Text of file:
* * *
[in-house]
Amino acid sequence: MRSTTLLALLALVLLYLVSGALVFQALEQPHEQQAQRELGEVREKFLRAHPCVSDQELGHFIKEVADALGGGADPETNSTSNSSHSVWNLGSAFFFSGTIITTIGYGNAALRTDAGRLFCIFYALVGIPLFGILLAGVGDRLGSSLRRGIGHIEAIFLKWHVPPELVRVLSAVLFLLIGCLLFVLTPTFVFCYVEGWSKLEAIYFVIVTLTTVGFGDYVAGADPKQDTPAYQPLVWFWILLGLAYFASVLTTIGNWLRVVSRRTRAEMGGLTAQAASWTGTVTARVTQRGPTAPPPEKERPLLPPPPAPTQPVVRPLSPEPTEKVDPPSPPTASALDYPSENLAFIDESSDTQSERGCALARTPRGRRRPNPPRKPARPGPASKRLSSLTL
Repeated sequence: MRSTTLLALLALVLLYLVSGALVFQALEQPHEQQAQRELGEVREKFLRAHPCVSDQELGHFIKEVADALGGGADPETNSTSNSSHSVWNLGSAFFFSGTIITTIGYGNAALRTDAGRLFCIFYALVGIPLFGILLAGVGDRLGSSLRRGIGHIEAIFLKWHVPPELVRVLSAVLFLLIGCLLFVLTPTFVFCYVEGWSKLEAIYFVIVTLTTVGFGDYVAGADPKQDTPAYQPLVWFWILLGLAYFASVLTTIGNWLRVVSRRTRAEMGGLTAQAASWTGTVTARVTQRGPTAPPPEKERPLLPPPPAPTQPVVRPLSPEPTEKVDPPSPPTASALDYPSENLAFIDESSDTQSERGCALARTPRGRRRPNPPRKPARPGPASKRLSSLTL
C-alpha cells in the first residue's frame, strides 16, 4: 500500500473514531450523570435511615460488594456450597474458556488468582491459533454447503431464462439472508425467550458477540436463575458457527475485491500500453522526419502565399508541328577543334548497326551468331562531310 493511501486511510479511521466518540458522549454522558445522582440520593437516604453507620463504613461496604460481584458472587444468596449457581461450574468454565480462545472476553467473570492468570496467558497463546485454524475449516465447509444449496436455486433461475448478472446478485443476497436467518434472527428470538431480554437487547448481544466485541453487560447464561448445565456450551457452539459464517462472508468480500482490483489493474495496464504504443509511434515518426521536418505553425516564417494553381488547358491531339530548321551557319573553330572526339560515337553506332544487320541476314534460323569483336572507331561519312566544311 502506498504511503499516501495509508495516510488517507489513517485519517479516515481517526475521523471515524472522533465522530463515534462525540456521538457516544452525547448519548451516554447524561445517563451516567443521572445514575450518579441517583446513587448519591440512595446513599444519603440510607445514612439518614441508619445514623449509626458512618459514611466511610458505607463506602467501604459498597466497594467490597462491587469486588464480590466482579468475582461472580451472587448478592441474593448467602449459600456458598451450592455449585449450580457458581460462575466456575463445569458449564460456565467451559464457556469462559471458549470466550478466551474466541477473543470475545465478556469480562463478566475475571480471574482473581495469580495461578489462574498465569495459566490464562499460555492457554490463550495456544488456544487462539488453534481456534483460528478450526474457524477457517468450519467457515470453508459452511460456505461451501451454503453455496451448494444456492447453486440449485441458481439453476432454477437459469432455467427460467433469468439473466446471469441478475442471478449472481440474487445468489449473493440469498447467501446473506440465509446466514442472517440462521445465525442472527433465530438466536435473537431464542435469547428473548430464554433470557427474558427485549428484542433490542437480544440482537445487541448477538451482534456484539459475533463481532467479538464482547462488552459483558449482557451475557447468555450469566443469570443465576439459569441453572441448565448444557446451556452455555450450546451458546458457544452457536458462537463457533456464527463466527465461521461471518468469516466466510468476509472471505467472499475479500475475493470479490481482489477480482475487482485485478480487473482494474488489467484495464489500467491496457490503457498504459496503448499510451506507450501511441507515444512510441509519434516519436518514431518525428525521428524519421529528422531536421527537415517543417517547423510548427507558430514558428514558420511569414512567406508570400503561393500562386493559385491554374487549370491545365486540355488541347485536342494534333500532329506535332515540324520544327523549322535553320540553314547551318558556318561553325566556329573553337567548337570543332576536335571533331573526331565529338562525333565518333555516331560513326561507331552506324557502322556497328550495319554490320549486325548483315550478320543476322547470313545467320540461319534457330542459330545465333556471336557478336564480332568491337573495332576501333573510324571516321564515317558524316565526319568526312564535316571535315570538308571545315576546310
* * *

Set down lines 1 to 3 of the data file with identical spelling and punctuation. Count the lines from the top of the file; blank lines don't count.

[in-house]
Amino acid sequence: MRSTTLLALLALVLLYLVSGALVFQALEQPHEQQAQRELGEVREKFLRAHPCVSDQELGHFIKEVADALGGGADPETNSTSNSSHSVWNLGSAFFFSGTIITTIGYGNAALRTDAGRLFCIFYALVGIPLFGILLAGVGDRLGSSLRRGIGHIEAIFLKWHVPPELVRVLSAVLFLLIGCLLFVLTPTFVFCYVEGWSKLEAIYFVIVTLTTVGFGDYVAGADPKQDTPAYQPLVWFWILLGLAYFASVLTTIGNWLRVVSRRTRAEMGGLTAQAASWTGTVTARVTQRGPTAPPPEKERPLLPPPPAPTQPVVRPLSPEPTEKVDPPSPPTASALDYPSENLAFIDESSDTQSERGCALARTPRGRRRPNPPRKPARPGPASKRLSSLTL
Repeated sequence: MRSTTLLALLALVLLYLVSGALVFQALEQPHEQQAQRELGEVREKFLRAHPCVSDQELGHFIKEVADALGGGADPETNSTSNSSHSVWNLGSAFFFSGTIITTIGYGNAALRTDAGRLFCIFYALVGIPLFGILLAGVGDRLGSSLRRGIGHIEAIFLKWHVPPELVRVLSAVLFLLIGCLLFVLTPTFVFCYVEGWSKLEAIYFVIVTLTTVGFGDYVAGADPKQDTPAYQPLVWFWILLGLAYFASVLTTIGNWLRVVSRRTRAEMGGLTAQAASWTGTVTARVTQRGPTAPPPEKERPLLPPPPAPTQPVVRPLSPEPTEKVDPPSPPTASALDYPSENLAFIDESSDTQSERGCALARTPRGRRRPNPPRKPARPGPASKRLSSLTL